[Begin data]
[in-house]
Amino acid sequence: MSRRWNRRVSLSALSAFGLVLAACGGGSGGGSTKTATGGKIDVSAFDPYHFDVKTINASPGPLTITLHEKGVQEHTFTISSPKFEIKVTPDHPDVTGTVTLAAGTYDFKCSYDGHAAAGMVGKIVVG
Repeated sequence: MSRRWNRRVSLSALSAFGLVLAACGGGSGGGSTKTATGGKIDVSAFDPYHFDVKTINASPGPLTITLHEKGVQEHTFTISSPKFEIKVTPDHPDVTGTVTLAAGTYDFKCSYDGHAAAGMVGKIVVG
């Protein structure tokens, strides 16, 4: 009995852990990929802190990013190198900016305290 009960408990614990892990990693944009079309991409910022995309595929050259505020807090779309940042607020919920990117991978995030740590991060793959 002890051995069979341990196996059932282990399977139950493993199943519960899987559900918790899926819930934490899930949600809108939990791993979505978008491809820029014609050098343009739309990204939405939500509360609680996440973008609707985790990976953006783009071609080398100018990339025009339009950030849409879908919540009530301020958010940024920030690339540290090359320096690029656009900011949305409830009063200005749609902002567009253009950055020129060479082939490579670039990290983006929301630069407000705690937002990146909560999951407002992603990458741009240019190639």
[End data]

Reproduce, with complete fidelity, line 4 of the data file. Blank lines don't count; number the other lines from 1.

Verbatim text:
């Protein structure tokens, strides 16, 4: 009995852990990929802190990013190198900016305290 009960408990614990892990990693944009079309991409910022995309595929050259505020807090779309940042607020919920990117991978995030740590991060793959 002890051995069979341990196996059932282990399977139950493993199943519960899987559900918790899926819930934490899930949600809108939990791993979505978008491809820029014609050098343009739309990204939405939500509360609680996440973008609707985790990976953006783009071609080398100018990339025009339009950030849409879908919540009530301020958010940024920030690339540290090359320096690029656009900011949305409830009063200005749609902002567009253009950055020129060479082939490579670039990290983006929301630069407000705690937002990146909560999951407002992603990458741009240019190639």